Stoney recalls the night we had a sneak raid on Topcliffe with the flare path on and two chaps at a dispersal point on the far side of the drome took shelter in the Bomb Dump. The lads who were permanently attached to one aircraft, such as Stoney, were often included in the crew parties and if a new commission was granted they joined in the new hat being kept filled with "half & half" at the local pub. Having received my corporal stripes at Topcliffe I was chosen to be the W/T NCO for a partial squadron move on October 25, 1942 to a drome in Southern England to help 18 Group Coastal Command with a problem for a couple of weeks. The aircrews flew down with their kit in their aircraft and a Harrow took we 


25 or 30 maintenance characters with our kits. Now we had all decided as kits were strictly limited, to take no razors and all grow beards.
The Harrow was a high wing fixed undercart, vintage aircraft and I remember it banked so slow coming in to land that we had to hold on to keep from falling off our seats.

This move was to Beaulieu airdrome in the middle of the New Forest between Bournemouth and Southampton. The drome had an RAF Squadron of American built Liberators which they could not keep in the air. The blokes had no experience for spares so guess it was an administrative goof. We must have proved satisfactory as the rest of the squadron arrived before the two weeks were up and we were sent back to get the rest of our kit. So no beards.
Our original Task was to patrol the Bay of Biscay during the convoys to the Oran Landings in North Africa to guard against the German subs.
Beaulieu was a nissen type drome but worse than that, it was only half built. No hangars, electricity only in the messes and none in the huts or ablutions. Mud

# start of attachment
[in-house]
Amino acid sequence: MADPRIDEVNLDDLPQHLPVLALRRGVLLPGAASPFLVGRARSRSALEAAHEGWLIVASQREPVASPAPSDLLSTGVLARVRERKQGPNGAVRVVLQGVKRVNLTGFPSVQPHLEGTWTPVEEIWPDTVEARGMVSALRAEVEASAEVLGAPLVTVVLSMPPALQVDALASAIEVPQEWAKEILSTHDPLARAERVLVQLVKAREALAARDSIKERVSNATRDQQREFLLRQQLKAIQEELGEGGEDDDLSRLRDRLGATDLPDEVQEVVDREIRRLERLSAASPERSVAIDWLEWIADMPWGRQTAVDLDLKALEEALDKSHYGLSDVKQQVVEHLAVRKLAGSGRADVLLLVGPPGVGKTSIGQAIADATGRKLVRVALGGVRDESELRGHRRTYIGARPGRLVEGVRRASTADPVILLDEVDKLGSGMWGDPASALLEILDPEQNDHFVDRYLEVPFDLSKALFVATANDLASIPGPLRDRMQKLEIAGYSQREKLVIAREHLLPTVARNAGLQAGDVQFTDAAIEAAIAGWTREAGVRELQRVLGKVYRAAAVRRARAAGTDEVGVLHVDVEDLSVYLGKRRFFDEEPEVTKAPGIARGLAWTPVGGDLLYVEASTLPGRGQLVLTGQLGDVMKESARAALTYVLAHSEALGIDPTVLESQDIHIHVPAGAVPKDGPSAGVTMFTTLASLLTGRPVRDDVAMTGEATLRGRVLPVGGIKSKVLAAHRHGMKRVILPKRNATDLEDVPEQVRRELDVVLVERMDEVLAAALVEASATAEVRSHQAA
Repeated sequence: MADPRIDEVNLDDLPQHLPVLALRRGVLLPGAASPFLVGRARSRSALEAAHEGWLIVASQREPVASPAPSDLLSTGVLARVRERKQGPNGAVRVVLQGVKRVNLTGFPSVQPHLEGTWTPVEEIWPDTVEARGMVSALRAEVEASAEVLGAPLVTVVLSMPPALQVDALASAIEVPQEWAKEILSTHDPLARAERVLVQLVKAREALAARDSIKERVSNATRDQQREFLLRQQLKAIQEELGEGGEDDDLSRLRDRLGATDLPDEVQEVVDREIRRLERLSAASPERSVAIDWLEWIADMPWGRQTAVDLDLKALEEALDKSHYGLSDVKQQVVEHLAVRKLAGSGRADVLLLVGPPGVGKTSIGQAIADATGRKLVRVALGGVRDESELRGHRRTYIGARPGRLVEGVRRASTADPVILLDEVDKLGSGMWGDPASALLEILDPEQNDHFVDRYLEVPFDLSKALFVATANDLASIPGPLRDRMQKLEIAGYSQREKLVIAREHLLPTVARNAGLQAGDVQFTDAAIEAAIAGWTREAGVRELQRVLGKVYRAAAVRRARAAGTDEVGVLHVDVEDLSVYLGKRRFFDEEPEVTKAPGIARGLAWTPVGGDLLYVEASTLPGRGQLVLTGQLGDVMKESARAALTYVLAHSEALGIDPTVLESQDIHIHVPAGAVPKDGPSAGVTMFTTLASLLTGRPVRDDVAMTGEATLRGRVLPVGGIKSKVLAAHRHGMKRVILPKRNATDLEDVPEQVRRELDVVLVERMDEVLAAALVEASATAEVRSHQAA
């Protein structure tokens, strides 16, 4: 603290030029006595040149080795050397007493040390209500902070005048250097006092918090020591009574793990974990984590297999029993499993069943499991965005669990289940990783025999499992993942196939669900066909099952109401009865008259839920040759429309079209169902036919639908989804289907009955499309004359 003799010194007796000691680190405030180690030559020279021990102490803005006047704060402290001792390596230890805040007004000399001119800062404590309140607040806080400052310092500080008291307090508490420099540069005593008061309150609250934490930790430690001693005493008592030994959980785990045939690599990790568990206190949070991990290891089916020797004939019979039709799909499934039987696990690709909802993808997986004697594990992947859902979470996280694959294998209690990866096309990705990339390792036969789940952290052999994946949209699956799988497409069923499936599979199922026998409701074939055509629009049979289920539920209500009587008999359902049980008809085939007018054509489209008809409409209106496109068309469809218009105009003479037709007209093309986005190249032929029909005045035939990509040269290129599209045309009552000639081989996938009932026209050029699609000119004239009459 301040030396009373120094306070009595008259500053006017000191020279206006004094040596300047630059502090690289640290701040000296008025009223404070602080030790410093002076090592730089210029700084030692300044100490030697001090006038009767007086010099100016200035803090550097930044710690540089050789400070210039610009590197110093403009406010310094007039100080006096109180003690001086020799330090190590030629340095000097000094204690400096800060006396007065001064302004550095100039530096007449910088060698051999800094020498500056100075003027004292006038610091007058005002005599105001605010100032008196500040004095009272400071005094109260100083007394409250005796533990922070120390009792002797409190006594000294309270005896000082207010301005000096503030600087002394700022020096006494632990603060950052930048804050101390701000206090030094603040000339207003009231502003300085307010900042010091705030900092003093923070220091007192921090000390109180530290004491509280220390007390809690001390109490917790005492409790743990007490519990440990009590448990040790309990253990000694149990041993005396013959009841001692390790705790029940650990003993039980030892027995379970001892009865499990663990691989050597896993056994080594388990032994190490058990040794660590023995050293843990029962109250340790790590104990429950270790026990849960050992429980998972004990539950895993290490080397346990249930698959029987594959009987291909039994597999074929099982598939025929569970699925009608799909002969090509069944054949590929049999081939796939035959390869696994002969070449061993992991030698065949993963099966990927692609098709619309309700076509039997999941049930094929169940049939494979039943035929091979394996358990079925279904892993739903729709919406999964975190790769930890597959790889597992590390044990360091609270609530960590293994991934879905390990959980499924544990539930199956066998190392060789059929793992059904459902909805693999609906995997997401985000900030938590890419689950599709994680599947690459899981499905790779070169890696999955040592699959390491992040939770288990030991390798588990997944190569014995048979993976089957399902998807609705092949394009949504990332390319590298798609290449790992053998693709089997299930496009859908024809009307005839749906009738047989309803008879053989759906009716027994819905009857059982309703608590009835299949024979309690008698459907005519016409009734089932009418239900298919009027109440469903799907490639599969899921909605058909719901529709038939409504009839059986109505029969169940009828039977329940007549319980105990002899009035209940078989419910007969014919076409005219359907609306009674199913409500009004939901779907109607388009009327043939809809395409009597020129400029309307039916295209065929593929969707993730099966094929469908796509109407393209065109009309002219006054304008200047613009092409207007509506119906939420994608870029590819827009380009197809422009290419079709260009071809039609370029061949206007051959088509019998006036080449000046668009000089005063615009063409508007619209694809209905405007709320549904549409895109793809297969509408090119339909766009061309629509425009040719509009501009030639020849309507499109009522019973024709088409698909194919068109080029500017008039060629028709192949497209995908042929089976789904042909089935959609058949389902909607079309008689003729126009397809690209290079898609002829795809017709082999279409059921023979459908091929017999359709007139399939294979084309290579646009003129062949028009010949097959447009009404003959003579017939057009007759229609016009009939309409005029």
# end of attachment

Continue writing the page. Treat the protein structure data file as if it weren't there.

The Beaulieu Mud
 everywhere, if you stepped off the pavement it was bad and Sam slid into a ditch and had to remain there until a passerby helped him out.

When May Kearns joined our section as our driver, I do not recall but I do remember she was with us as early as Beaulieu if not earlier. The job done by the WAAF's and May in particular will always stand out in my mind. Our section Chiefie at this time was Tom Cranston and he was a benevolent task 0                                            master. He was a liberal and gracious with days off but only if the one's who stayed                                    behind worked harder to see the aircraft got the very best possible attention. Now                                    the section driver was a very important part of this routine and when we had male d                                 rivers I can recall many frustrating times, Tea time would be approaching and                                              much work remained to be done and the damn male driver would be wasting time p                                 phoning for a replacement, which was rarely available, for fear he missed his tea. N                                 How many of us had RAF drivers licenses, but once May took over, no one drove                                         "her" van, regardless of the hour, and replacements were needed only when May                                       went on leave. A vast improvement over the previous situation, Hats off to the                                             WAAF's (Women's Auxiliary Air Force).

May Kearn and her van.